Tickborne diseases, mainly due to Rickettsia, cause considerable losses, especially in the areas between the two Niles, east of the main Nile, the Butana range, the Gash delta and around the river Atbara. Losses from infectious diseases are caused by sheep pox, pneumonia, and lamb dysentery. Sporadic mortality from anthrax occurs in some areas. Foot-and-mouth disease and bluetongue occur occasionally but they cause negligible losses. Pneumonia coccidia and Oestrus ovis cause considerable losses in sheep subjected to prolonged confinement or prolonged night bedding in one spot.
Sheep health has not been given as much importance as cattle health in the Sudan since the establishment of the Sudan Veterinary Service. This attitude might have been justified in the 1930s and 1940s. when cattle exports constituted the major animal export earnings. However, at the present time and for the foreseeable future, the earnings from sheep exports are far greater.
The vast-majority of Sudan Desert sheep exist under migratory range conditions while a few small flocks exist under a semi-residential system. The pattern of management adopted in the whole region is essentially the same. Good sheep health and extraordinary lamb crops add to the pride and prestige of devoted sheep owners. These dedicated sheepmen are aware of the importance of management to promote productivity and they strictly observe correct herding and breeding, and protection from adverse climatic conditions, disease, thieves, predatory animals and birds.
The usual size of a flock in traditional Desert sheep rangelands is 250-500 ewes. It has been realized, however, that larger flocks create herding difficulties and lessen the lambing rate. Herding is usually undertaker) by young men from the owner’s family or hired herders on a 12-month basis. The latter (who are supplied with necessary food and clothing) are charged with the care of about 10-12 weaner lambs per year, according to the size of the flock and any additional responsibilities they might be given.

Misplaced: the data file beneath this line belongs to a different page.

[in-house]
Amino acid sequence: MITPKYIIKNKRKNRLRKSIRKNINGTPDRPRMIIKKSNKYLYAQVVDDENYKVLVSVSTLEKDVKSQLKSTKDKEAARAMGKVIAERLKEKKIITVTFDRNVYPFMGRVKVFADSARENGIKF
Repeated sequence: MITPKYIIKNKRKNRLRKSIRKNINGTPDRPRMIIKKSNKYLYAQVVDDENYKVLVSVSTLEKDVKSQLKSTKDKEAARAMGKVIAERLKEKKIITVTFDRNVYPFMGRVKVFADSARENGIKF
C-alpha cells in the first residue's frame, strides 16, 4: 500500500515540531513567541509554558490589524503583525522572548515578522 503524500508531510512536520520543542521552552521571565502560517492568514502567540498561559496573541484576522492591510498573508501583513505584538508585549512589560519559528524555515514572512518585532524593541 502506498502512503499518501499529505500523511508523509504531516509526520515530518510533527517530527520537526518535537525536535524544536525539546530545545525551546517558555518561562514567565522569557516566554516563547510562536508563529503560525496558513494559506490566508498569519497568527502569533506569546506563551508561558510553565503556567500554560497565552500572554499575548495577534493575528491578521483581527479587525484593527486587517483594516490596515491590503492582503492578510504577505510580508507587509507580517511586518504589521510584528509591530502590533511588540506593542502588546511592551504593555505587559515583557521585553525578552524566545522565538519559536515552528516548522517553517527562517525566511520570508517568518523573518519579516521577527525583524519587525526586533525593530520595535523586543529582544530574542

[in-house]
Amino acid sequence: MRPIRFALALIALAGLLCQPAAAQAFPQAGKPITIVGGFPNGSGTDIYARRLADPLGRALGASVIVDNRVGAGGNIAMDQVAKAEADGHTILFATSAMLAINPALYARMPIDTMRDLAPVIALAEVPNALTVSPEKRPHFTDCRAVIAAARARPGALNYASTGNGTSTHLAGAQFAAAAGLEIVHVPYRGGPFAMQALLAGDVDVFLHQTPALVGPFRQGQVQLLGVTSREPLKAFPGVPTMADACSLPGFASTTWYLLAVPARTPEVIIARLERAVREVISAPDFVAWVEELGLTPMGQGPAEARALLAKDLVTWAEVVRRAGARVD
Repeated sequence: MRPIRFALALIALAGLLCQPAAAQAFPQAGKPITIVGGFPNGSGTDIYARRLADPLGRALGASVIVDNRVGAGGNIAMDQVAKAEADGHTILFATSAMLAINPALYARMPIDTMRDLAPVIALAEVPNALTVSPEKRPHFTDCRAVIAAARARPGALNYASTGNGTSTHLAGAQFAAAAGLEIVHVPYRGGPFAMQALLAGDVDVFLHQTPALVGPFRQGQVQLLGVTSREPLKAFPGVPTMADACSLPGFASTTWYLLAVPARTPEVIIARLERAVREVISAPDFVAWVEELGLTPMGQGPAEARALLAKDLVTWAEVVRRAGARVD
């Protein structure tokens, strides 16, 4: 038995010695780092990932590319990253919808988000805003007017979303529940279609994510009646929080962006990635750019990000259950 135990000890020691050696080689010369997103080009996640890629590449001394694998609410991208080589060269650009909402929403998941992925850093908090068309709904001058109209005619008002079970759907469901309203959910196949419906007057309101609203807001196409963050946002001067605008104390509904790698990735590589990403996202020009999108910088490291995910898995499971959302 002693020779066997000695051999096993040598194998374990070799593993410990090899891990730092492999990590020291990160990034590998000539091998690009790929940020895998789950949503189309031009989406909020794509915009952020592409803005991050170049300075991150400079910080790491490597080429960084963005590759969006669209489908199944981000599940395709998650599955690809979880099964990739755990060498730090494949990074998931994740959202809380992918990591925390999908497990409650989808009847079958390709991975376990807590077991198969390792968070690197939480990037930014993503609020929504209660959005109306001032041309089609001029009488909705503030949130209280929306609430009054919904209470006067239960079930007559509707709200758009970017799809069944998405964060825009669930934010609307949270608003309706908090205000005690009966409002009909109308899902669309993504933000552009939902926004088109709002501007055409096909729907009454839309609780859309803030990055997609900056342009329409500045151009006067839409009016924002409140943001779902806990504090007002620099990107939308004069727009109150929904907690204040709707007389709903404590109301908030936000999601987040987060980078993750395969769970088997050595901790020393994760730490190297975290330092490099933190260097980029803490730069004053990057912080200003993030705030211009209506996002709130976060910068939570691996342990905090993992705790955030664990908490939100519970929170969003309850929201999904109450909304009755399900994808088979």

The time of grazing varies between seasons. In dry seasons most of the grazing is done at night. The herders are aware of the benefit of night grazing in lessening water requirement and avoiding the stress of solar heat. They firmly believe in a local saying which states that “the ewe is like a rabbit. When it grazes at night and lies in the shade during the day, it will produce twins and triple lambs.” It has been widely recognized that exposure to high ambient temperatures reduces fertility of rams.
In the rainy season the availability of drinking-water and succulent grazing enables sheep to ingest their daily requirement in a few hours. Because of the mild temperature and frequent cloud, the sheep will continue to graze and lie down in the open air until late in the afternoon. Rainy season grazing is restricted to the period from 09.00 hours to about 16.00 hours when the plants are without dew. Diseases such as foot-rot and nematode infestation are known to result from grazing at night or early morning while the grasses are cold and damp.
Sudan Desert sheep, like other range sheep, do not tolerate prolonged confinement. Frequent shiftings of the camp and night bedding ground are always practiced for the animals’ well-being. The herder carries a few articles on his donkey, such as a bag of grain flour, a water-skin, cooking and eating utensils and a netting bag. He keeps one or more dogs to protect the sheep from predatory animals at night.
Salt is supplied in sufficient amounts for free-choice nibbling once or twice a week in winter and during the rainy season. During the hot and dry season salting is reduced to a minimum to avoid increased water requirement. Sometimes salt is dissolved in drinking-water so that each individual animal takes in an adequate amount while drinking.